Over the past year, we’ve had the opportunity to meet with many of our readers and colleagues – community builders, advocates, researchers and funders, old friends and new acquaintances.
Many of you are taking the work of community revitalization to new levels, creating effective community plans, winning living-wage campaigns, creating labor and community partnerships, designing next-generation asset-building strategies, incorporating sophisticated financial and technological tools, enhancing public awareness and support for affordable housing, and imagining new possibilities for sustainable and equitable redevelopment that challenge today’s zero-sum assumptions.
All of this work is occurring at a time of monumental economic and political change.
Our surging economy has tanked, and the unemployment rate – recently the lowest in 40 years – is higher than it’s been in a decade. More than 11 million people, many of them children, are living in poverty. Forty-one million people have no health insurance, including those earning decent, middle-class salaries. They’ve also discovered that their “decent” salary will no longer buy a house. Wealth disparity is higher than it’s ever been, with the top five percent of households in possession of more assets than all of the bottom 60 percent.
In the past few months, we’ve seen an administration bent on undoing labor protections for 170,000 employees of the new homeland security department and privatizing more than 850,000 federal service jobs. And, in the name of paying for the “war on terrorism,” holding up wage increases for most federal employees to save less than one percent of the federal budget. We’ve seen a Congress that is ready to make permanent tax cuts that mostly benefit the wealthiest Americans and provide billions of dollars to bail out the airline, insurance and other industries, but unwilling to extend unemployment benefits for more than 800,000 working-class Americans (with 800,000 more expected to join them by the end of February 2003).
This is the administration that says it wants to “leave no child behind,” but provides the smallest increase in the federal education budget in years, dismisses the idea of a housing crisis, opposes the National Housing Trust Fund Act, seeks cuts in Section 8 vouchers, wants to do away with HOPE VI and rolls back clean air protections. So much for compassionate conservatism.
Organizing, Persistence – and Power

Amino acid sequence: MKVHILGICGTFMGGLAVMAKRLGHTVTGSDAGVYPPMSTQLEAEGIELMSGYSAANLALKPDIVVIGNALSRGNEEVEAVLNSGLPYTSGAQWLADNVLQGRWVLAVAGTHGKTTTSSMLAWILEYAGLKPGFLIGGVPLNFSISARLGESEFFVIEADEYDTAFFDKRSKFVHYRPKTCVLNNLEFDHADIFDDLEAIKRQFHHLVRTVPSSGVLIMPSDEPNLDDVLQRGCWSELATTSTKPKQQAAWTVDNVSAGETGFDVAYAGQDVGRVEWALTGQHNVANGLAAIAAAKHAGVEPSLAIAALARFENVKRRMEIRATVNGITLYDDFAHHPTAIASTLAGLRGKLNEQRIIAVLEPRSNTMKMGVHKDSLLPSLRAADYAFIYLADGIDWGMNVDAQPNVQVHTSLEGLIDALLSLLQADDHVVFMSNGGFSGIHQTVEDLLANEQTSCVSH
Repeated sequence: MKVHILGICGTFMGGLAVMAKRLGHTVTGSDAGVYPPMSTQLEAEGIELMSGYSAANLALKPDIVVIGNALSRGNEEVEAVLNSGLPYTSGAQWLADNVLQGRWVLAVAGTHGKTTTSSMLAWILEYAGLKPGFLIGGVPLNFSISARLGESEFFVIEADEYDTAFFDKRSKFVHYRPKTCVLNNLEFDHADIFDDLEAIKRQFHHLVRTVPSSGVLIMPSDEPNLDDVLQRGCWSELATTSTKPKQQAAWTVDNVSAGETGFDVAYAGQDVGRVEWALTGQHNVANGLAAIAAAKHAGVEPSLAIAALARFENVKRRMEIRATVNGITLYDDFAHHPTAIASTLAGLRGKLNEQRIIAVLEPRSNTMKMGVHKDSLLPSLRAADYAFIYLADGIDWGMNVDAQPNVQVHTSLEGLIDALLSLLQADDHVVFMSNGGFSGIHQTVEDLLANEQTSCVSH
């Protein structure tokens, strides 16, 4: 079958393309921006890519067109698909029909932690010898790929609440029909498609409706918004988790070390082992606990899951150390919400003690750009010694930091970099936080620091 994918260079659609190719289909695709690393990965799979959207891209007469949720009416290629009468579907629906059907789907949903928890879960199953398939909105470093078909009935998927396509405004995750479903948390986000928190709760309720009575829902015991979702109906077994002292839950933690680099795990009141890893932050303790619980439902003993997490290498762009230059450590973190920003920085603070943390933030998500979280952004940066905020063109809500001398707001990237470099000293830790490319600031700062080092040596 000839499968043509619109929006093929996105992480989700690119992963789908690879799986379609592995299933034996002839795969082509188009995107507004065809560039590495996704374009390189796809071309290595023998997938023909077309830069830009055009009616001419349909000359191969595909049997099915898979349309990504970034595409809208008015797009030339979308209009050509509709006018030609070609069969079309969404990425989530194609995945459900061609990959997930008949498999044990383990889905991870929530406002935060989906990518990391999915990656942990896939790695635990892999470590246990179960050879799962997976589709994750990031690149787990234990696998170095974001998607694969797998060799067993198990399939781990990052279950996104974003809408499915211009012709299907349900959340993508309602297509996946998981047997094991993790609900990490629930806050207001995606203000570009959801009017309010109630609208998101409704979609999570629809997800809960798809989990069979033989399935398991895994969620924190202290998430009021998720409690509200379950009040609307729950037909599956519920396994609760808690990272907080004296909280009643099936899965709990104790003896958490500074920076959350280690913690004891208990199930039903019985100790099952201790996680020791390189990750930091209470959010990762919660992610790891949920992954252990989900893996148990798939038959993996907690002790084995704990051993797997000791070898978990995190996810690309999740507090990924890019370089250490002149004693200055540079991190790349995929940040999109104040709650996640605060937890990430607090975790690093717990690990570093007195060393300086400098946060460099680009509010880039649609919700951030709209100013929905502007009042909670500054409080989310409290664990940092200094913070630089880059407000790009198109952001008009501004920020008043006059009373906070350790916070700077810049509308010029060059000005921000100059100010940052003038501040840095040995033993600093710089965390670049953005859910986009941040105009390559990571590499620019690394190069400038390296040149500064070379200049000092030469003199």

Still, there are victories large and small to hearten us, including scores of living-wage ordinances and more than 275 state and local housing trust funds. Everywhere, it seems, new coalitions are being forged between labor, environmental groups, faith-based institutions and community organizations to make – and win – demands of power.
For example, after five years of direct action that won jobs, housing and environmental concessions, the Los Angeles Alliance for a New Economy, a coalition of two dozen community groups, five labor groups and hundreds of residents, recently asked 50 of Southern California’s largest developers to meet with them to discuss collaborative planning. They all came. Not because it was the right thing to do, but because they knew that the coalition had the muscle to cost them millions of dollars if they didn’t pay attention.
Developing that kind of political muscle is a process that doesn’t happen overnight. In this issue, you’ll learn about the wins and losses of residents of Camden, NJ, who are battling industrial polluters, and the struggle of Latino residents in Chicago to get bilingual tax information. You’ll also learn how to hold banks accountable when they decide to abandon your community by closing a branch.
Over the next year we’ll continue to bring you stories that examine how community groups can move local agendas, counter dangerous policies, incorporate new tools, and identify and overcome the unintended consequences of policies and programs like Section 8 and the drive towards homeownership. We’re going to explore the community tensions that arise from changing demographics and disappearing resources. And, as always, we’re going to give you the tools you need to fight for justice, from your town hall to the halls of Congress.
The years ahead are going to be harder. But we have no doubt that what lies ahead will be no match for your energy, passion and commitment in the struggle for equity and social justice in your communities.